Put me down for “less is more” when it comes to the NBA and expansion. Give me fewer regular season games. And instead of expanding beyond 30 teams, I’m all for contraction. For almost four decades now, there’s been an elite tier of NBA teams, a jumble in the middle, and then dregs at the bottom. In no other professional sports league is the star player more important.
So why is Adam Silver embracing Mexico as a potential target for expansion, even if it’s 5-10 years down the road? This is almost as bad as Roger Goodell trying to make London happen. Both are so far down the list of needs, and when you get to them, there are so many better options, you have to wonder why it came up in the first place.
Here’s Silver on Mexico:
“We’re not looking at expansion at the moment, but at the time we do turn to expansion, just as we’ve had enormous success in Canada with the (Toronto) Raptors, we do see enormous opportunity in Mexico City and think it could become the franchise for Latin America,” Silver said.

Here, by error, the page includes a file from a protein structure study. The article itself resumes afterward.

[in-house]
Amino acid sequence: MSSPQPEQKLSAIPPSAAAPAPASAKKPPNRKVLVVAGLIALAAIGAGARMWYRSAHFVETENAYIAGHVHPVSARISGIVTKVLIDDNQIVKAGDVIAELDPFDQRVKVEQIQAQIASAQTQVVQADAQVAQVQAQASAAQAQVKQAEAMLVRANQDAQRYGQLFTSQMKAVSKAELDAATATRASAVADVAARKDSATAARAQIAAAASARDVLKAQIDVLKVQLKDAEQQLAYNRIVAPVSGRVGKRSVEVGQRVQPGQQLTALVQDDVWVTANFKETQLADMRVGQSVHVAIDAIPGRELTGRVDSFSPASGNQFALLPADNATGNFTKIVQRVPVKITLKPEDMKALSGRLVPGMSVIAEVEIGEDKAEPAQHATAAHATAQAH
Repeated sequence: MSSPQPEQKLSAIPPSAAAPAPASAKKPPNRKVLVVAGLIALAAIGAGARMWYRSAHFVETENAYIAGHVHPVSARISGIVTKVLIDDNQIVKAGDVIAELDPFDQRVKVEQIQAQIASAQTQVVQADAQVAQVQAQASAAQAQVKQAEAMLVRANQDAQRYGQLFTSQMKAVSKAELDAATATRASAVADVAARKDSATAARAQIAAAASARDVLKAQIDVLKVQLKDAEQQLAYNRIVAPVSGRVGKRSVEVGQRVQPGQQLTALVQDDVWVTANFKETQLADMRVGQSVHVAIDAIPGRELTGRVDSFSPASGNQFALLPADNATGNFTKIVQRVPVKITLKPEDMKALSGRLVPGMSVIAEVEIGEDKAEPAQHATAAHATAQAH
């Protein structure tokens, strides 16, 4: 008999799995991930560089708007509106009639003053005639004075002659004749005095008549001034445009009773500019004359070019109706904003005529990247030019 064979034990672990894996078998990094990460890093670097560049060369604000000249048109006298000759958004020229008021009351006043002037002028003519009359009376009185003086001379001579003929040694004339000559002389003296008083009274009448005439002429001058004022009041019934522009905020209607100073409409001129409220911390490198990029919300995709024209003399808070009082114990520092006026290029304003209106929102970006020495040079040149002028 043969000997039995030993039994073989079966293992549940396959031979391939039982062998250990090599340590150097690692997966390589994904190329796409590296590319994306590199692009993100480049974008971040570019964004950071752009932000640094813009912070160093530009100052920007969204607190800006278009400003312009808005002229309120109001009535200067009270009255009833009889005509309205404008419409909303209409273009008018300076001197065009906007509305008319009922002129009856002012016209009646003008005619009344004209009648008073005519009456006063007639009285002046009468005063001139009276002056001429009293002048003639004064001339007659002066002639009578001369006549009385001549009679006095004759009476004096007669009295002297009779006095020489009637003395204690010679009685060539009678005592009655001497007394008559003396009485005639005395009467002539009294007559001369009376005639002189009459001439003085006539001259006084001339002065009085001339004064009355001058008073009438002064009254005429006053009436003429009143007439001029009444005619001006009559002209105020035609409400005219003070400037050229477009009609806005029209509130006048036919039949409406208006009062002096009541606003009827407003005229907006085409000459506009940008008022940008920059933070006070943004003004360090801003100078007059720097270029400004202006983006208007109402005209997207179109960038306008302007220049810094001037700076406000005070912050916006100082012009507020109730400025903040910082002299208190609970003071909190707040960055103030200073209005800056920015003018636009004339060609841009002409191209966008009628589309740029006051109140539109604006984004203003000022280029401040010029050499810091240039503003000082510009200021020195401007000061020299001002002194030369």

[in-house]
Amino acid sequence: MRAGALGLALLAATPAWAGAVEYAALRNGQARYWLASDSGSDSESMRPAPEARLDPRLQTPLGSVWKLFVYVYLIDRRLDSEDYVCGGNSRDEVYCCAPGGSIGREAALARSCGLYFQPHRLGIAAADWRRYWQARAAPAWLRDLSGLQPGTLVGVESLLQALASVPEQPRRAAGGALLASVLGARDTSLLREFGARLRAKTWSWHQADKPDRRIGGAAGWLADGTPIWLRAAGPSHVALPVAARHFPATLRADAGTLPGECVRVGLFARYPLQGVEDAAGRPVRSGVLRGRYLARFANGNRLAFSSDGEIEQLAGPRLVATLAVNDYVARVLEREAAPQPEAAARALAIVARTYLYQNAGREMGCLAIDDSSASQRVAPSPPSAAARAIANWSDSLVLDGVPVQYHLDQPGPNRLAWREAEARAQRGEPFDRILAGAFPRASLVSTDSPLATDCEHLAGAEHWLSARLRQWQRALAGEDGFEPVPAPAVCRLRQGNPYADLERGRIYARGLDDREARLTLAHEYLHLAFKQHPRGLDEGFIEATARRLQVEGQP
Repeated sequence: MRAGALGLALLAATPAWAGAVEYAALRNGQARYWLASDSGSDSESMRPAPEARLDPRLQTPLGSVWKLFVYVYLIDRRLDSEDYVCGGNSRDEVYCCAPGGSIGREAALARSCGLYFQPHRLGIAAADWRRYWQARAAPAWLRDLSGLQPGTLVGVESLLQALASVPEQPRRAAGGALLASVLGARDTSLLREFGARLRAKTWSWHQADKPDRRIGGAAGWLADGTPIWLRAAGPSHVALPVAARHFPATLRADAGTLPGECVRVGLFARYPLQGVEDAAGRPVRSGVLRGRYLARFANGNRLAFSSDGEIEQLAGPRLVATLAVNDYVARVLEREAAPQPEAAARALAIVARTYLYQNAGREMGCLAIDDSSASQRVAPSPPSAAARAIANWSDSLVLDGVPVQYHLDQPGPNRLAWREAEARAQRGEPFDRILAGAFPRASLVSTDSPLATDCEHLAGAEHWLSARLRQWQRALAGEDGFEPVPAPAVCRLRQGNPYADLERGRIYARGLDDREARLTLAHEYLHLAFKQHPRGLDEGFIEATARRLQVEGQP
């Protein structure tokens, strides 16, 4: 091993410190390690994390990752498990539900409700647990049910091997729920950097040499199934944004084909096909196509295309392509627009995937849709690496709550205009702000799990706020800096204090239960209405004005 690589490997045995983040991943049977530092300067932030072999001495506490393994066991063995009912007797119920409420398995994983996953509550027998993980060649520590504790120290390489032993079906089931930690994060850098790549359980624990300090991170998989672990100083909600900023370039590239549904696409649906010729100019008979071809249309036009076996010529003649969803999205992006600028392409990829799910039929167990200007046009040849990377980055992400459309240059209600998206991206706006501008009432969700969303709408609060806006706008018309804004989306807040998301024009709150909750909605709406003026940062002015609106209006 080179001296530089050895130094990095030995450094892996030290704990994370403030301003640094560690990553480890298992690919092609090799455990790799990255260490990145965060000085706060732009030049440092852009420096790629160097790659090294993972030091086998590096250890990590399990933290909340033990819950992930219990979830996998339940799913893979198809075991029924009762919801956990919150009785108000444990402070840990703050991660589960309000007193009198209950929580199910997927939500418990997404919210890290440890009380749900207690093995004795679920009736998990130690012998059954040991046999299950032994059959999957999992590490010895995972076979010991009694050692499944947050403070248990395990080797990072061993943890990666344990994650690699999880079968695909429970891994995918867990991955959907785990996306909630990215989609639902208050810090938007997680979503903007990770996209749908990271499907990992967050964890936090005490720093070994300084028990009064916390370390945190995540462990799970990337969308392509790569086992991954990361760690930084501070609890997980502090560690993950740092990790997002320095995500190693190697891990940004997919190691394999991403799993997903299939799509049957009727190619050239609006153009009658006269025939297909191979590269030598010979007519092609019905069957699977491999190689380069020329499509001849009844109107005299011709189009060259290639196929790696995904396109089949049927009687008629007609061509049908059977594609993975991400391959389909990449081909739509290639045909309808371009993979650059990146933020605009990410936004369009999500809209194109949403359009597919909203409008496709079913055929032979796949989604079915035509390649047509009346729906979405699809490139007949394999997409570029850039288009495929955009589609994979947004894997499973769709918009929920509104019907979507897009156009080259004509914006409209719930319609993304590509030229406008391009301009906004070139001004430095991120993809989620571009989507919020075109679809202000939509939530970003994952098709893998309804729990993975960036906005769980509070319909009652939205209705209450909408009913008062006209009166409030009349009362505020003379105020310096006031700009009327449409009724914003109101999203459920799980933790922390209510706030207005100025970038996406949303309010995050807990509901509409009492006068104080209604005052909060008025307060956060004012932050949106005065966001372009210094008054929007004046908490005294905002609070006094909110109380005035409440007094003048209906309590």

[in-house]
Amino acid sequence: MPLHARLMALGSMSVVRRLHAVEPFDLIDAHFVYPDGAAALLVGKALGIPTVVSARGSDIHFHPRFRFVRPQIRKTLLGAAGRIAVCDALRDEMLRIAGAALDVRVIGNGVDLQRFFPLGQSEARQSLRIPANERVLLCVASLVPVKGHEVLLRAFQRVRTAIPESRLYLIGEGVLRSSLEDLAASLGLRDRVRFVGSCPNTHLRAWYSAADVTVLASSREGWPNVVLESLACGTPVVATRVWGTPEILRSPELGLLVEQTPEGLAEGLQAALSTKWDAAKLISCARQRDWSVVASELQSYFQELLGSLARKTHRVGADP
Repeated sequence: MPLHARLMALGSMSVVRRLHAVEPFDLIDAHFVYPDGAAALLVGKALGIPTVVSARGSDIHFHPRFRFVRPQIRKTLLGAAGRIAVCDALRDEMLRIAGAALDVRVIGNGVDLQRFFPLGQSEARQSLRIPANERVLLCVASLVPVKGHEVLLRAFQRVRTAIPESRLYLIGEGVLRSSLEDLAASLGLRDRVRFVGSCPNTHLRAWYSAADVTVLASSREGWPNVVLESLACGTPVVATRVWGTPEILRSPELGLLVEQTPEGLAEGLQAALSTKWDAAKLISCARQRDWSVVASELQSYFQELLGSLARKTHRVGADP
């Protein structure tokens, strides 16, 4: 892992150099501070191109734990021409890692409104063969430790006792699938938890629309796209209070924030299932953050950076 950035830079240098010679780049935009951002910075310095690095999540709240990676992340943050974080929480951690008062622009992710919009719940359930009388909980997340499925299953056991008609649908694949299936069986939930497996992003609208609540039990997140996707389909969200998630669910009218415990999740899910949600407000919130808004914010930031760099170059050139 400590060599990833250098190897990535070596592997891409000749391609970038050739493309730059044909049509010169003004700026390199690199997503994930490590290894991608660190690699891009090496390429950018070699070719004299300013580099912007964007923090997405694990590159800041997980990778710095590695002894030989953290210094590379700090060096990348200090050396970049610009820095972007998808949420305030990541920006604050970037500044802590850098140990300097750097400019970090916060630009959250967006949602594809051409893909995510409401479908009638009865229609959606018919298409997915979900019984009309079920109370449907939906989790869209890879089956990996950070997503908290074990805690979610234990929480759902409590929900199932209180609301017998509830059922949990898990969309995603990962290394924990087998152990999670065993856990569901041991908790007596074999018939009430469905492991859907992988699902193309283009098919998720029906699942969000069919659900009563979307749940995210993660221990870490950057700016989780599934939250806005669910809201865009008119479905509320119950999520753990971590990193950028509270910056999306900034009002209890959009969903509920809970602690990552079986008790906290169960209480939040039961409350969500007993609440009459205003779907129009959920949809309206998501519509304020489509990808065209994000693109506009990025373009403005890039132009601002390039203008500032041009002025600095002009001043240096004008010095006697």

“Mexico City is a city with over 20 million people, a country of 130 million people, and a huge Mexican American population. We’re only looking at it from a more general standpoint – and we’re playing games (there) again in Dec. (the Brooklyn Nets are playing against the Oklahoma City Thunder on Dec. 7 and the Miami Heat on Dec. 9). It’s something we’ll continue to keep eye on.”
High-profile free agents won’t consider Portland or Phoenix, but sure, let’s entertain Mexico as an option for a franchise!
Yes, things are cyclical, but look at this list of playoff droughts:
Minnesota Timberwolves, 13 seasons
Sacramento Kings, 11 seasons
Phoenix Suns, 7 seasons
Philadelphia 76ers, 5 seasons
Orlando Magic, 5 seasons
The Timberwolves should snap that streak this year. Same with the 76ers. The list gets worse when you add franchises that haven’t won a playoff series in forever:
Milwaukee Bucks, 16 seasons
Charlotte Hornets, 13 seasons
New Orleans Pelicans, 9 seasons
Detroit Pistons, 9 seasons
Imagine if the NBA took one or two teams away from each conference, and in a nod to socialism, distributed them to the rest of the league, worst teams first.
You’d raise the low end of the NBA significantly.
Just say no to NBA expansion.
And all that being said, the first city that should get a team has to be Seattle.